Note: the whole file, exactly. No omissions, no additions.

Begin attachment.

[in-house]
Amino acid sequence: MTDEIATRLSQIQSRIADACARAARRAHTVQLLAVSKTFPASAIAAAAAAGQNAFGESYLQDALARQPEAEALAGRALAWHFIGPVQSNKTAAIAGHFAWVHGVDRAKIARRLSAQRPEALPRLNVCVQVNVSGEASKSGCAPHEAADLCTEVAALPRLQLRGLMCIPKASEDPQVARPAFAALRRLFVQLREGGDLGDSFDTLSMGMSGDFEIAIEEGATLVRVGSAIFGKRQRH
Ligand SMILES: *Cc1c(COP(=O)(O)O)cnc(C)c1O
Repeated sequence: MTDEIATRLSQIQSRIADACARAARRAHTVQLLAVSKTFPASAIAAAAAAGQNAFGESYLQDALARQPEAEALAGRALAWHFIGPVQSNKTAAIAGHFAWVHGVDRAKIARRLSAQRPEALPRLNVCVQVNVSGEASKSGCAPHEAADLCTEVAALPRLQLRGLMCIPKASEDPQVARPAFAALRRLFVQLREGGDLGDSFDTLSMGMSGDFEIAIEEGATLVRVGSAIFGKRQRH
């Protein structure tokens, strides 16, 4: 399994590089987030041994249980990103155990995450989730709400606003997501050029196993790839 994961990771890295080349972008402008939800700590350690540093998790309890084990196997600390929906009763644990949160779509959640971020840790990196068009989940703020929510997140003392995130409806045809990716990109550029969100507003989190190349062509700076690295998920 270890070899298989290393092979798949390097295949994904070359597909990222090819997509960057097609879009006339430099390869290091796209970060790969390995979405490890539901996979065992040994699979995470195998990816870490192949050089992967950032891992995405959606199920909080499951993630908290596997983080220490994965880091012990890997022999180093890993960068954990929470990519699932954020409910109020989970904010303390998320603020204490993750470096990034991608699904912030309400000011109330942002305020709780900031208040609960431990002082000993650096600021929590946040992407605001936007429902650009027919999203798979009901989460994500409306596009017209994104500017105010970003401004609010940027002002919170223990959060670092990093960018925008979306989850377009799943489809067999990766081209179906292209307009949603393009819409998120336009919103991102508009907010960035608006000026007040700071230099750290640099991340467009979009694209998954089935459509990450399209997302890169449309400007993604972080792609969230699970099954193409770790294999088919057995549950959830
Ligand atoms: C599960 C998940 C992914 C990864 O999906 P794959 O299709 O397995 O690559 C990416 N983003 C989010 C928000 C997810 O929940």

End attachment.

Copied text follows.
[in-house]
Amino acid sequence: MTDEIATRLSQIQSRIADACARAARRAHTVQLLAVSKTFPASAIAAAAAAGQNAFGESYLQDALARQPEAEALAGRALAWHFIGPVQSNKTAAIAGHFAWVHGVDRAKIARRLSAQRPEALPRLNVCVQVNVSGEASKSGCAPHEAADLCTEVAALPRLQLRGLMCIPKASEDPQVARPAFAALRRLFVQLREGGDLGDSFDTLSMGMSGDFEIAIEEGATLVRVGSAIFGKRQRH
Ligand SMILES: *Cc1c(COP(=O)(O)O)cnc(C)c1O
Repeated sequence: MTDEIATRLSQIQSRIADACARAARRAHTVQLLAVSKTFPASAIAAAAAAGQNAFGESYLQDALARQPEAEALAGRALAWHFIGPVQSNKTAAIAGHFAWVHGVDRAKIARRLSAQRPEALPRLNVCVQVNVSGEASKSGCAPHEAADLCTEVAALPRLQLRGLMCIPKASEDPQVARPAFAALRRLFVQLREGGDLGDSFDTLSMGMSGDFEIAIEEGATLVRVGSAIFGKRQRH
């Protein structure tokens, strides 16, 4: 399994590089987030041994249980990103155990995450989730709400606003997501050029196993790839 994961990771890295080349972008402008939800700590350690540093998790309890084990196997600390929906009763644990949160779509959640971020840790990196068009989940703020929510997140003392995130409806045809990716990109550029969100507003989190190349062509700076690295998920 270890070899298989290393092979798949390097295949994904070359597909990222090819997509960057097609879009006339430099390869290091796209970060790969390995979405490890539901996979065992040994699979995470195998990816870490192949050089992967950032891992995405959606199920909080499951993630908290596997983080220490994965880091012990890997022999180093890993960068954990929470990519699932954020409910109020989970904010303390998320603020204490993750470096990034991608699904912030309400000011109330942002305020709780900031208040609960431990002082000993650096600021929590946040992407605001936007429902650009027919999203798979009901989460994500409306596009017209994104500017105010970003401004609010940027002002919170223990959060670092990093960018925008979306989850377009799943489809067999990766081209179906292209307009949603393009819409998120336009919103991102508009907010960035608006000026007040700071230099750290640099991340467009979009694209998954089935459509990450399209997302890169449309400007993604972080792609969230699970099954193409770790294999088919057995549950959830
Ligand atoms: C599960 C998940 C992914 C990864 O999906 P794959 O299709 O397995 O690559 C990416 N983003 C989010 C928000 C997810 O929940």